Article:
Skinner to make return tonight versus Jets

Hurricanes forward Jeff Skinner will make his season debut tonight in Winnipeg after missing four games with a concussion.

Carolina is the only team in the league that’s yet to win a game.

“I hope that I can help the guys get it done,” Skinner said, per “For me coming back, I’m just going to try to keep it simple. I think that as a team we’ve been getting better. Just keep building on the good things in our game and hopefully I can add to that. It’s a big game because it could be the start of a big road trip for us.”

The ‘Canes have actually managed to take their last two games to the shootout, losing to the Sabres and Rangers. And in addition to Skinner, they’ll also get Andrej Sekera back after the d-man crashed hard into the boards versus the Sabres and missed the Rangers game.

Carolina will still be without injured players Eric Staal, Jordan Staal, Patrick Dwyer, and John-Michael Liles.

The ‘Canes’ opponents, the Jets, are also desperate for a win tonight, after four straight losses has put them in an early hole.


‘Canes activate Skinner from IR

The Carolina Hurricanes finally caught a break in the health department on Friday, as forward Jeff Skinner was activated off IR and should be available for Tuesday’s game in Winnipeg.

To clear room for Skinner, the ‘Canes sent forwards Brody Sutter and Patrick Brown to AHL Charlotte.

Skinner missed Carolina’s first four games of the season with a concussion suffered during the exhibition campaign, when he was hit by ‘Caps defenseman Matt Niskanen on Oct. 5. It marked the third concussion Skinner, 22, has suffered during his brief NHL career; the former Calder Trophy winner missed 16 games during the 2011-12 campaign and additional time during the lockout-shortened ’13 season with concussion and post-concussion syndrome.



Trade target Sekera (upper body) out vs. Rangers; ‘large number’ of teams keeping watch

Andrej Sekera will miss Thursday night’s game against New York with an upper-body injury suffered earlier this week, but that likely won’t keep teams from inquiring about his services.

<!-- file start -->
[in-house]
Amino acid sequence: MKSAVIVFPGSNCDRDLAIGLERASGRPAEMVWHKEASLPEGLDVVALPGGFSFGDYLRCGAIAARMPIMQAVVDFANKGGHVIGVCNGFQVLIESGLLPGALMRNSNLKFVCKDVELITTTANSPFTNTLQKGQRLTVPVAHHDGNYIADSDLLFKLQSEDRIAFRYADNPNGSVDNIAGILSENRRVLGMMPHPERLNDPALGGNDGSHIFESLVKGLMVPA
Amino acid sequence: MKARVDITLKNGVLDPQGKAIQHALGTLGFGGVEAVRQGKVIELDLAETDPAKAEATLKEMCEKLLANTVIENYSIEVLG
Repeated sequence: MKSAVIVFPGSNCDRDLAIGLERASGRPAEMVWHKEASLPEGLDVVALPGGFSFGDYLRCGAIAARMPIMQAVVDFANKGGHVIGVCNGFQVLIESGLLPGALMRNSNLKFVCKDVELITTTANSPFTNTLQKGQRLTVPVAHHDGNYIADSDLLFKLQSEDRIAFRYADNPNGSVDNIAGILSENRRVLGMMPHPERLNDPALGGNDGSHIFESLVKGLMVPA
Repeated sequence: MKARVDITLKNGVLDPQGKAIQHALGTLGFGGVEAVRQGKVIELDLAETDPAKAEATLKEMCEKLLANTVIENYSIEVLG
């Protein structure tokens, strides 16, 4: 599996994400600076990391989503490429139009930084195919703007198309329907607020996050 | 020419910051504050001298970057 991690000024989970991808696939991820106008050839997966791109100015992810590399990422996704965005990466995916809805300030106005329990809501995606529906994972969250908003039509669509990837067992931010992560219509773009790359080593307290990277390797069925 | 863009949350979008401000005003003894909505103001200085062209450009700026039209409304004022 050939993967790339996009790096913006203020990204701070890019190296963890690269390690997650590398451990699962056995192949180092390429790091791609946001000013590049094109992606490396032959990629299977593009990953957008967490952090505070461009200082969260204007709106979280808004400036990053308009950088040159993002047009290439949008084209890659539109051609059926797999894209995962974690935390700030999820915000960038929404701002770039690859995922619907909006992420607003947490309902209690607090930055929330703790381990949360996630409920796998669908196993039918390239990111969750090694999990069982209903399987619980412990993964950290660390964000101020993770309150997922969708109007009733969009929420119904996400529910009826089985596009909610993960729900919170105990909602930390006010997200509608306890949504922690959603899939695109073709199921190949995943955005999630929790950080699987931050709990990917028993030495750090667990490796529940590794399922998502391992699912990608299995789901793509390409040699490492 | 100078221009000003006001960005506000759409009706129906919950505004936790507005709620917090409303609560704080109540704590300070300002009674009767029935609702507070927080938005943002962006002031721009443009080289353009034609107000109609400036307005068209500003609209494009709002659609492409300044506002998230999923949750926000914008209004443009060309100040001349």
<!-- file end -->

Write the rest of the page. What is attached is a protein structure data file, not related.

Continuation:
Per Sportsnet, a “large number” of clubs are interested in the 28-year-old defenseman, who’s coming off a career-high 11 goals and 44 points last season.

“While Hurricanes captain Eric Staal has been more prominently mentioned in trade rumors, teams around the league believe Sekera is the more likely player to be moved,” Sportsnet’s Chris Johnston explained. “He’s a pending unrestricted free agent coming off a 44-point season, and would be a good fit in a number of cities across the league.”

Sekera isn’t the only prominent Hurricane that’ll miss tonight’s game. Eric Staal, Jordan Staal and Jeff Skinner are also out, along with checking forward Patrick Dwyer, who was placed on injured reserve yesterday.

Banged-up ‘Canes recall Sutter from AHL Charlotte

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Down the services of Eric Staal, Jordan Staal, Patrick Dwyer and (possibly) Jeff Skinner, the Carolina Hurricanes called on some enforcements Wednesday, bringing up Brody Sutter from AHL Charlotte.

Sutter, 23, was Carolina’s seventh-round pick at the 2011 NHL Entry Draft and, as the last name suggests, is one of 738 (approx.) Sutters to have played professional hockey. Brody is the son of Duane Sutter and played with his cousin, Brett Sutter (Darryl’s son) for the Checkers over the last two seasons; Brandon Sutter (Brent’s son) also played for the ‘Canes from 2009-12.

Brody has yet to make his NHL debut but did put up some decent numbers in the American League, scoring eight goals and 28 points in 69 games for Charlotte last season.

As for the injured ‘Canes listed above, it sounds as though Skinner will return to the lineup soon but things aren’t as good for Dwyer, who was placed on IR today.

Would Carolina be better off trading Eric Staal?


Expectations were already pretty low for the 2014-15 Carolina Hurricanes, but after a slew of injuries, the team is in such a state that grim comments like these ring true:

With all the doom, gloom and injuries, there’s the impulse to wonder if the organization might be best served by cleaning house or at least making some big changes. That’s an especially interesting consideration since new GM Ron Francis and head coach Bill Peters inherited this ‘Canes core from an old regime.